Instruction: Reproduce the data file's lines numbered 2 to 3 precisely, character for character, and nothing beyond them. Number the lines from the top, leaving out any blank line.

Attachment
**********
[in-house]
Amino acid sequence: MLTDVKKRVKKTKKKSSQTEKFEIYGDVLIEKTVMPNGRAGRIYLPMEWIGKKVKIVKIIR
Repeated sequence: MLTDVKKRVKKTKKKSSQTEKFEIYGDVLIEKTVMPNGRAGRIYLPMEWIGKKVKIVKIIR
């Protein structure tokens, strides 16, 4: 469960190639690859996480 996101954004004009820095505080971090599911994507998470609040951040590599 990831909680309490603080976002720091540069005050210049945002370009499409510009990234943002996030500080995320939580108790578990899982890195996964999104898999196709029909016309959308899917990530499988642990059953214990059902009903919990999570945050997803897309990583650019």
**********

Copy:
Amino acid sequence: MLTDVKKRVKKTKKKSSQTEKFEIYGDVLIEKTVMPNGRAGRIYLPMEWIGKKVKIVKIIR
Repeated sequence: MLTDVKKRVKKTKKKSSQTEKFEIYGDVLIEKTVMPNGRAGRIYLPMEWIGKKVKIVKIIR